Aeromagnetic survey in Laos

Aeromagnetic survey in Laos
Aeromagnetic survey in Laos

Our experts continue their successful endeavors with unmanned aerial systems abroad, and this time, we've conducted a geophysical survey in Laos. The client for this project was the local firm ATLANTIC, specializing in the exploration and extraction of valuable minerals. Armed with existing geological data indicating deposits of malachite, marble, titanium, gold, and iron ore within their territory, our specialists were tasked with verifying the accuracy of this information and precisely pinpointing the locations of these deposits.

The scope of our operations included an aeromagnetic survey utilizing the Geoscan 401 Geophysics system, along with preliminary aerial photography employing the Geoscan 201 model to generate a digital terrain model (DTM), which helped identify terrain features and determine optimal altitude for magnetometer-equipped quadcopter flights. On average, magnetic reconnaissance was carried out at a distance of 50 meters from the ground, increased if necessary up to 70 (in areas with power lines), which was taken into account in the subsequent data processing. Over the course of seven working days, our survey covered 550 square kilometers of dense jungle and steep slopes where ground-based measurements were impossible to perform.

“In addition to the challenges posed by the rugged jungle terrain, our survey encountered substantial layers of sediment resulting from the weathering of various rock formations or the decomposition of foliage, devoid of any mineral content. Accessing the deeper bedrock layers potentially holding deposits would require excavations spanning tens of meters. Without precise guidance on the points of digging, the endeavor would inevitably consume extensive time and resources. The implementation of UAV aeromagnetic surveys makes it possible to pinpoint areas exhibiting magnetic anomalies, guiding subsequent exploration efforts swiftly and efficiently. Given the steep gradients of our survey areas, ground-based magnetic profiling was feasible at the maximum pace of only 200 meters per day; in contrast, we covered 70-80 linear kilometers daily,” remarked Dmitry Goglev, Head of the Geophysics Department at Geoscan.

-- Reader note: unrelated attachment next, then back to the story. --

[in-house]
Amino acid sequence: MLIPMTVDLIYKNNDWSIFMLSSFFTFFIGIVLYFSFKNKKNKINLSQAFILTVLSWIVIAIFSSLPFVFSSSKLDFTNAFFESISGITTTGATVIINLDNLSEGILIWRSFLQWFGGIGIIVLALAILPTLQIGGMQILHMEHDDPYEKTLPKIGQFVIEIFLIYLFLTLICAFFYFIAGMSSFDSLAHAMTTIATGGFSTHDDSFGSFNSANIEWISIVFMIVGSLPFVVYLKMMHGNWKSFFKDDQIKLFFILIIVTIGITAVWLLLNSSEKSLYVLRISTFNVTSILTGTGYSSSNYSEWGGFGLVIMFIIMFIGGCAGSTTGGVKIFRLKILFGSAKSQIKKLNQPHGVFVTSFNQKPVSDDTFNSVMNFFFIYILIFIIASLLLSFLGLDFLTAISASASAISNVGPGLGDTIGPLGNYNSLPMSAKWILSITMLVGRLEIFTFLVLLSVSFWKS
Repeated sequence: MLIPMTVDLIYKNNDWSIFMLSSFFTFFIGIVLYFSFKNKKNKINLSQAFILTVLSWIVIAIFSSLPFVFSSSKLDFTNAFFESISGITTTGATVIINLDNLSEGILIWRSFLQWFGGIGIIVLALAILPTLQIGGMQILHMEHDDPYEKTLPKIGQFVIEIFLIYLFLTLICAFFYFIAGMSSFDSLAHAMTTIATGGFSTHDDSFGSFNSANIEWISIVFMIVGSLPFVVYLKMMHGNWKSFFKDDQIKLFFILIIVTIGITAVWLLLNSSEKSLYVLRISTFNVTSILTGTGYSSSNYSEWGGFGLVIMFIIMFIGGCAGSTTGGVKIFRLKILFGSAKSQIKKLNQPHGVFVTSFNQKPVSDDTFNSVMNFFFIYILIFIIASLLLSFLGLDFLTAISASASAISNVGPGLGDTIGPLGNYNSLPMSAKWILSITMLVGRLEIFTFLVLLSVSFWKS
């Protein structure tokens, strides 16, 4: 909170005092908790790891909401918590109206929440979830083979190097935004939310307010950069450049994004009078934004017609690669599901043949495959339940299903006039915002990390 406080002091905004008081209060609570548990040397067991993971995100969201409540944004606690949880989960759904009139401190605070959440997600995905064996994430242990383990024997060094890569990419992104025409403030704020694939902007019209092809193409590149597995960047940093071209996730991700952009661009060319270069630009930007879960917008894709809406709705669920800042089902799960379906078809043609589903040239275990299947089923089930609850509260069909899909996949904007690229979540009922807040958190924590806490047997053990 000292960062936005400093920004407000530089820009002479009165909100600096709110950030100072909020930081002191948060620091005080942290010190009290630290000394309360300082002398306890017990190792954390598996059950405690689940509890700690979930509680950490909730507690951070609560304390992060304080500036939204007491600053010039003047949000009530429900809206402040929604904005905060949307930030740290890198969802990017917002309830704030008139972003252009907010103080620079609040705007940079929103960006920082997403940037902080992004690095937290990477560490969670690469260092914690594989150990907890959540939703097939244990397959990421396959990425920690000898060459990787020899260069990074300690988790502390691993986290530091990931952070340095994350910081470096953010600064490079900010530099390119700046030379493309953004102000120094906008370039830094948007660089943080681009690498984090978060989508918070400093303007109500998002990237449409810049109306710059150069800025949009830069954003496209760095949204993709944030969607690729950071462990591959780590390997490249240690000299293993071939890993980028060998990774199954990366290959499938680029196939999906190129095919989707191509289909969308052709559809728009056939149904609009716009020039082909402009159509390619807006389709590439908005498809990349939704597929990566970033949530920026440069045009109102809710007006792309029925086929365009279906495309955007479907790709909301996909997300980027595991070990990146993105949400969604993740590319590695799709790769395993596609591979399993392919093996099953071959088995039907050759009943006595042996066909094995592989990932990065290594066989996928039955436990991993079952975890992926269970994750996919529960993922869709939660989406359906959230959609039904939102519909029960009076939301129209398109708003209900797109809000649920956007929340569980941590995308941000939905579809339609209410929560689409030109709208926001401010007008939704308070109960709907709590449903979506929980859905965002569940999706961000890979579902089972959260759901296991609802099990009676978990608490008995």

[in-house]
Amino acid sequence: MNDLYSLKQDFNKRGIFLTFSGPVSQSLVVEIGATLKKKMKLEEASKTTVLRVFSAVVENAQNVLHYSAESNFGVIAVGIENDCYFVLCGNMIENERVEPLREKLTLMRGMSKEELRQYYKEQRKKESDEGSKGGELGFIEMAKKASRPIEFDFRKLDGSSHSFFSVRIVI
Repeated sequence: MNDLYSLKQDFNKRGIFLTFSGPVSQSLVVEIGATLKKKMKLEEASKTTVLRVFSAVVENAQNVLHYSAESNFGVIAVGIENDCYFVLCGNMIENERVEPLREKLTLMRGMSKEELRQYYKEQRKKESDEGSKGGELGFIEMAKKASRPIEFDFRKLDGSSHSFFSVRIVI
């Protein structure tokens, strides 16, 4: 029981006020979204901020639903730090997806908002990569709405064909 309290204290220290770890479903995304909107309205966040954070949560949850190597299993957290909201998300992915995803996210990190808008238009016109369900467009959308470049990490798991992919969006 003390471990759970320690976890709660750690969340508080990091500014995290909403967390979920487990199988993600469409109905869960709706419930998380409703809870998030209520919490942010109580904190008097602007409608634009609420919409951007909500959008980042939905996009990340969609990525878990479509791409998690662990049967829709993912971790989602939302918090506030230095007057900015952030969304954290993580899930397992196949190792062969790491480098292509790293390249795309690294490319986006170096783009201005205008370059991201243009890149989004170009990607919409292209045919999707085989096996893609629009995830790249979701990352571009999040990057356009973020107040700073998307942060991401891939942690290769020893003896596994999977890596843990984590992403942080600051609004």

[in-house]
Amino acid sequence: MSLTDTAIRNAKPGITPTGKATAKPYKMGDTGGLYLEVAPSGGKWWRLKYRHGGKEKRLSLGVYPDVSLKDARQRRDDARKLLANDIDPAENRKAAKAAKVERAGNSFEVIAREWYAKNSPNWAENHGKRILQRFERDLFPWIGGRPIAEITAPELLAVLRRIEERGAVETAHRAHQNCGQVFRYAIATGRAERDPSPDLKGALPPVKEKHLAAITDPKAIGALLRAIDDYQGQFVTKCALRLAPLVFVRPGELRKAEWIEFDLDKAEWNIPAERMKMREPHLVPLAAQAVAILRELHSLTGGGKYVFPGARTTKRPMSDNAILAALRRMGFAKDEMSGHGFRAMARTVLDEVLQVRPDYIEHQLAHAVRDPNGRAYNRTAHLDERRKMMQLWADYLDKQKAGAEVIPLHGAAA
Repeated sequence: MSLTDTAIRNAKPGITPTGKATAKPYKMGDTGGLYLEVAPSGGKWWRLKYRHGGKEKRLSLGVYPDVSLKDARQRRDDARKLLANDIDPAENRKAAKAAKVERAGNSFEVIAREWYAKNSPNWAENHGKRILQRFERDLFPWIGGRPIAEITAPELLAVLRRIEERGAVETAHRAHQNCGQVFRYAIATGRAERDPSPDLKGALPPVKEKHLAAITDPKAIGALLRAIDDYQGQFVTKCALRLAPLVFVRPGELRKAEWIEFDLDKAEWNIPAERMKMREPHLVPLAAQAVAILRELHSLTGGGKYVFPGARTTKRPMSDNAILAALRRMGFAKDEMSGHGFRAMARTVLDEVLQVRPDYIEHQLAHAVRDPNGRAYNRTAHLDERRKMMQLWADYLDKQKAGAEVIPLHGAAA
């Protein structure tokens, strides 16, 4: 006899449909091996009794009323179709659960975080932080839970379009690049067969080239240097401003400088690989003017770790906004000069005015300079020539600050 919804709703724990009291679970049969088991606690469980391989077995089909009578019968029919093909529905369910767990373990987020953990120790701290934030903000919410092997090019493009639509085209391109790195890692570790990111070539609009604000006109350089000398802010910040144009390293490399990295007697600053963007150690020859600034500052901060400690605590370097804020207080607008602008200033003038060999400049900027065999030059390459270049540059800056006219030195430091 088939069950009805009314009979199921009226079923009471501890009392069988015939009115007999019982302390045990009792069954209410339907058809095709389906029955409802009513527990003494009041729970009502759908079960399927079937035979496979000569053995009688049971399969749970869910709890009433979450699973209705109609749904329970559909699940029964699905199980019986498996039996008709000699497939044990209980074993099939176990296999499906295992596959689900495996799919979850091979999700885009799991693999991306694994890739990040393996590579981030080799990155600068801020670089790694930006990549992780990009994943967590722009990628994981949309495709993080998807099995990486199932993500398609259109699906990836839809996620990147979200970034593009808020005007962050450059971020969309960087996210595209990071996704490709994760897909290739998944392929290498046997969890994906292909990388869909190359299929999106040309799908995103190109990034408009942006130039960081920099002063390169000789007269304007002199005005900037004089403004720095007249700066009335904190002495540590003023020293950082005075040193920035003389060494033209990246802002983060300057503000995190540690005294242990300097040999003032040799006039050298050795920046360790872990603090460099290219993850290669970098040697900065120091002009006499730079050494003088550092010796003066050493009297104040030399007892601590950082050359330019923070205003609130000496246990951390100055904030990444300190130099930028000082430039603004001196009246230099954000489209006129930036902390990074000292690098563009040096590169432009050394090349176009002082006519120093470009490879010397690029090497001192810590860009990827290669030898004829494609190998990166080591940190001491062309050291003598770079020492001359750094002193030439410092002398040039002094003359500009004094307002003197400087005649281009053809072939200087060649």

All collected data underwent meticulous preliminary (office) processing, culminating in the creation of maps delineating anomalous magnetic fields and vertical gradients. An interpretation specialist analyzed this data, cross-referencing it with the information from local geologists to describe geological structures, potential formations, and promising exploration sites within the surveyed areas. Subsequently, we delivered a comprehensive report comprising over 20 geological maps to ATLANTIC, empowering them to identify prospective mining sites.

“This project constitutes a logical extension of our prior engagements in Laos dating back to 2019. Our earlier surveys, conducted two kilometers away from our current site of operations, successfully identified anomalies which turned out to be iron ore deposits. Our new client secured adjacent territory in anticipation of these mineral veins continuing there. The likelihood of this scenario is substantiated by our observations during preliminary analysis, where we identified a pronounced magnetic anomaly later confirmed to be magnetite. With ground-based operations now underway, we are confident in delivering the expected outcomes,” said Dmitry Goglev.

  • 22 February 2024
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